ORIGINAL RESEARCH article
Volume 11 - 2020 | https://doi.org/10.3389/fpsyt.2020.00617
C677T Polymorphism in the MTHFR Gene Is Associated With Risperidone-Induced Weight Gain in Schizophrenia
- 1Institute of Mental Health, The Sixth Hospital, Peking University, Beijing, China
- 2National Clinical Research Center for Mental Disorders & Key Laboratory of Mental Health, Ministry of Health (Peking University) & Chinese Academy of Medical Sciences Research Unit (No.2018RU006), Beijing, China
- 3School of Nursing, Peking University, Beijing, China
- 4Center for Biological Psychiatry, Beijing HuiLongGuan Hospital, Beijing, China
- 5PKU-IDG/McGovern Institute for Brain Research, Peking University, Beijing, China
Objective: To explore the association of methylenetetrahydrofolate reductase (MTHFR) C677T polymorphism with risperidone-induced weight gain.
Methods: We analyzed the association between MTHFR C677T polymorphism and risperidone-induced weight gain in 356 schizophrenia patients. The patients were treated with risperidone for 8 weeks. The height and body weight of the patients were measured before and 8 weeks after risperidone treatment. Blood DNA was genotyped for MTHFR C677T polymorphisms.
Results: We found a significant association between MTHFR C677T polymorphism and body mass index (BMI) change after 8-week risperidone treatment. The BMI of carriers with different genotypes of MTHFR gene increased over 2–8 weeks. After 8 weeks of risperidone treatment, BMI added value (kg/m2) of CC or CT genotype carriers was significantly higher than that of TT genotype carriers [CC (4.47 ± 1.09), CT (4.54 ± 1.27), TT (2.31 ± 0.75), F = 5.634, P = 0.001]. Based on whether the rate of weight gain from baseline at 8 weeks of treatment exceeded 7%, it was divided into a weight gain group (n = 61) and a non-weight gain group (n = 295). The C allele frequency was significantly different between the two groups (48.4% vs 32.4%, χ2 = 11.342, P = 0.001).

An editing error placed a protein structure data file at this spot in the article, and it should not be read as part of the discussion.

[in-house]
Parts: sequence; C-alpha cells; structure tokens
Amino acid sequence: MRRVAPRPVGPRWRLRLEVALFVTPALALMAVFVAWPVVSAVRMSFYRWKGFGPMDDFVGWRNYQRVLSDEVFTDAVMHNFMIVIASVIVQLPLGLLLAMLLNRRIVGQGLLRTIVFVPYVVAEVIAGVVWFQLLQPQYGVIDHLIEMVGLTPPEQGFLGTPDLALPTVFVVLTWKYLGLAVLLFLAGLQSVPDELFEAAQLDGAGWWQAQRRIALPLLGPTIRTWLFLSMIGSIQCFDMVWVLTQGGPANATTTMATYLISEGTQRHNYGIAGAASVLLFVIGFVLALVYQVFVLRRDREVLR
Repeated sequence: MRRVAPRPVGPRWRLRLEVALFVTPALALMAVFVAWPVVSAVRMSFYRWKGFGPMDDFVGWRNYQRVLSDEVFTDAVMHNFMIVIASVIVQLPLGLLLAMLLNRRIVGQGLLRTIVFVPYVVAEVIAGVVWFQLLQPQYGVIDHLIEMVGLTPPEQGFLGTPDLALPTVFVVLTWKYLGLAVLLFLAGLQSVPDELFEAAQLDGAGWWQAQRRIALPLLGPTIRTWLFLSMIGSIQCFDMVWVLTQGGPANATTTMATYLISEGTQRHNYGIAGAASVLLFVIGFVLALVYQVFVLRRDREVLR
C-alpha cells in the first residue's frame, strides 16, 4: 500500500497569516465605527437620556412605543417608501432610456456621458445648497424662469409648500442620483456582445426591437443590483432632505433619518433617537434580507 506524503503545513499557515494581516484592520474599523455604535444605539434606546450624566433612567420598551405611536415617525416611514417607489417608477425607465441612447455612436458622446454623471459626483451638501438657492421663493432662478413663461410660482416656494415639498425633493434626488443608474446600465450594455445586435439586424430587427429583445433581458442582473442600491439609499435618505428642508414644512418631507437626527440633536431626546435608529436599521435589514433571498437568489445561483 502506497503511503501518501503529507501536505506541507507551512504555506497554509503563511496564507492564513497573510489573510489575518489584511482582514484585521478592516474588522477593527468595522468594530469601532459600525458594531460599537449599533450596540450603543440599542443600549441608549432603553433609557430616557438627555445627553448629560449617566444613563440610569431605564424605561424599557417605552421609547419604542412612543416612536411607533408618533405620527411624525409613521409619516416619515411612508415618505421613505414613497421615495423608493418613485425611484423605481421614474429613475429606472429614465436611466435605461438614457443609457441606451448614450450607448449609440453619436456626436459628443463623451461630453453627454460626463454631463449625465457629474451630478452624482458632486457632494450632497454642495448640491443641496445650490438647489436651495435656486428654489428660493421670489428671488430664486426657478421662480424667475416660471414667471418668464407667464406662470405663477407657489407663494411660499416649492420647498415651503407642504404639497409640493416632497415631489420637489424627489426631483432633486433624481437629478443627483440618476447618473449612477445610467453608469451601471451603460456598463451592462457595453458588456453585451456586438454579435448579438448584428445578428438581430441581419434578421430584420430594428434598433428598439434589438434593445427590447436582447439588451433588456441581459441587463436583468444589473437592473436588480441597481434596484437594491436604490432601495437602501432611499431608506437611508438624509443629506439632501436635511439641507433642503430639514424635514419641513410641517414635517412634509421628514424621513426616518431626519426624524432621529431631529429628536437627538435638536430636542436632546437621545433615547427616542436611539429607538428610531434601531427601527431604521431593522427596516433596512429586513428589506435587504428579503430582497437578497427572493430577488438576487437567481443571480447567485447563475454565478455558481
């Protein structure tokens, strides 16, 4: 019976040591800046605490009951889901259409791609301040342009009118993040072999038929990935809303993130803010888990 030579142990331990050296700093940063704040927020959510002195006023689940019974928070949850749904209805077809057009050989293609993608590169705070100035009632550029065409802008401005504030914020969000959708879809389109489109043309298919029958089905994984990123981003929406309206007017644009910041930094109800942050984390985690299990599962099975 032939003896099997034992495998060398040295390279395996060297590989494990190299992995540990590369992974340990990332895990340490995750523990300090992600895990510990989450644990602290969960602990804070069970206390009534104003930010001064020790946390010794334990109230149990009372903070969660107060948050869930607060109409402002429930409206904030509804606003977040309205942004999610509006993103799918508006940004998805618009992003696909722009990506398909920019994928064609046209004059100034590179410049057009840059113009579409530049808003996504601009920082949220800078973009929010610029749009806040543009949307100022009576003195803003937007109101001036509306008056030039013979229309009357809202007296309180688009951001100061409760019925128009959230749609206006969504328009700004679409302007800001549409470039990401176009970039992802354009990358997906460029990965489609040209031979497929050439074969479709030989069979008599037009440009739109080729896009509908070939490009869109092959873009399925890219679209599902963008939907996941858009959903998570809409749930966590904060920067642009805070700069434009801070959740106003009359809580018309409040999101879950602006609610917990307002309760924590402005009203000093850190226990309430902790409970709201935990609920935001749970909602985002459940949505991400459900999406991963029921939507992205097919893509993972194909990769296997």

Conclusion: MTHFR C677T polymorphism was associated with risperidone-induced weight gain in Chinese Han population.
Schizophrenia is a chronic, complex, and severe mental disorder, affecting approximately 1% of the general population. Schizophrenia treatments are commonly accompanied by various adverse side effects (1). With the prevailing use of atypical antipsychotics or second-generation antipsychotics (SGAs), the adverse effects such as weight gain and metabolic abnormalities have become a major issue in the treatment of with SGAs. Antipsychotic-induced weight gain may not only adversely affect treatment adherence and clinical outcomes, but also is associated with reduced quality of life, social stigma, and greater cardiovascular morbidity and mortality (2–4).
Susceptibility to antipsychotic-induced weight gain varies substantially between individuals in ways that cannot be fully explained by differences in drug effects or other environmental factors. Thus, genetic factors are strongly implicated, and researches have been conducted to find possible associations between many genetic polymorphisms and antipsychotic-induced weight gain (5). The genetic factors which were commonly reported to be involved in antipsychotic-induced weight gain include polymorphisms in genes for HTR2C (6), 5-HT2A (7, 8), MC4R (9), Leptin (10), FTO (11), and BDNF (12).